5. What have and haven't they accomplished so far?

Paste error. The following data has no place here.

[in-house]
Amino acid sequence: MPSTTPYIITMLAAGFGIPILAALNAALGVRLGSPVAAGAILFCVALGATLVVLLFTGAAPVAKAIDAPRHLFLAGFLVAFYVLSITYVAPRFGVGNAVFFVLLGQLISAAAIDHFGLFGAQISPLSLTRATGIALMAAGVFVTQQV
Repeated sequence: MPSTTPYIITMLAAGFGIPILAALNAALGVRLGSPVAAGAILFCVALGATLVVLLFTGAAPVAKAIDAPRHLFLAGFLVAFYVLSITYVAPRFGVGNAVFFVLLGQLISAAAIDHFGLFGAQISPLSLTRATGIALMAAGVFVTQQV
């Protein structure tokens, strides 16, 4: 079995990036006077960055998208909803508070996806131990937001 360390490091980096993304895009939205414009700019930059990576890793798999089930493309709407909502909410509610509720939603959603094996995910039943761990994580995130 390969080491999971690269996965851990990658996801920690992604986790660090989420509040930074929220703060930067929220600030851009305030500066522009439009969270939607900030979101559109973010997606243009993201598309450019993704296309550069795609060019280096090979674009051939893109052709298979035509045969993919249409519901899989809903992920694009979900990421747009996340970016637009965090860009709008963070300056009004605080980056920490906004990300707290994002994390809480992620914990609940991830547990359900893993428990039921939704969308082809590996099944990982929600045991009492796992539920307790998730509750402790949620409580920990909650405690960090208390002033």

Completing the Museum Exhibit Halls. The County has funding in its budget to complete the exhibits. The Calusa Gallery opened in November 2014, Modern Marco will open this fall, and work on the final exhibit (the Pioneer Room) will begin in 2016. MIHS leadership meets quarterly with their Collier County partners. They work on a variety of projects collaboratively. The MIHS is currently helping interview candidates for the Museum Manager. This is a Collier County position that works closely with the MIHS. Return the Key Marco Calusa Artifacts on Loan for Exhibit. The MIHS has begun discussions with the four institutions holding the Calusa artifacts. Dr. William Marquardt, the Curator of South Florida Archaeology and Ethnography at the Florida Museum of Natural History, has agreed to serve as a pro bono advisor to the project. Marquardt is the foremost authority on the Calusa. The MIHS added a Collections Manager (the first full time employee). He manages the collections and works cooperatively with the County Museum staff to oversee the design and building of the permanent exhibits. He is also working on the return of the Key Marco artifacts. The MIHS Collections Manager visited with the Smithsonian staff. They have agreed to consider a loan of their Calusa material predicated on an inspection and report by a qualified museum conservator. Collier County has agreed to help fund the conservator's visit. The conservator's work will occur later this year and will drive the planning for the loans and the exhibits. The County has noted that they will continue to work with the MIHS to meet other requirements dictated by the four loaning institutions. Evolve the Board Governance Structure & Adding Staff. The MIHS volunteer Executive Director works 40+ hours a week to see that the strategic plan stays on track. Board Meetings are adopting a consent agenda format to concentrate on executing the Strategic Plan. MIHS Standing Committees are in the process of appointing co-chairs to provide leadership continuity. The Emeritus Board will not be organized until 2016. Besides the Collections Manager, other key positions have been hired including:An Enterprise Manager who focuses on generating revenue for the MIHS through the Gift Shop, programming, renting the RHA, and fundraising events. An Administrative Coordinator to manage the ""back office"" campaign work. A part-time bookkeeper works with the MIHS Treasurer to keep the finances in order and to prepare for an annual audit to be performed starting with the 2015 fiscal year. Consulting positions round out the current team helping with fundraising, public relations & marketing.Secure Short and Long Term Finances. Following the Feasibility Study, the MIHS moved quickly to prepare for a two-year fundraising campaign to raise $1.2 million. A Campaign Council was appointed and campaign material prepared. A campaign plan was created and last fall, to coincide with the organization's 20th Anniversary celebration, the MIHS launched the CATapult Campaign. Board and campaign leadership made their commitments (fall 2014), followed by a leadership and major gifts phase started in January 2015 that will be concluded by late 2015, to be followed by a community phase that will start in 2016. The MIHS has begun an Annual Fund and a Corporate Partners Program that will continue after the current campaign concludes. To build the endowment fund, the MIHS established the Cushing Society to recognize donors now who leave the MIHS in their estate plans or make a gift of $10,000 or more to the endowment. By July 31, the CATapult Campaign had raised $884,338 in gifts and pledges. The consultant is training the Administrative Coordinator to handle fundraising support work. Database/fundraising management software is being purchased in August.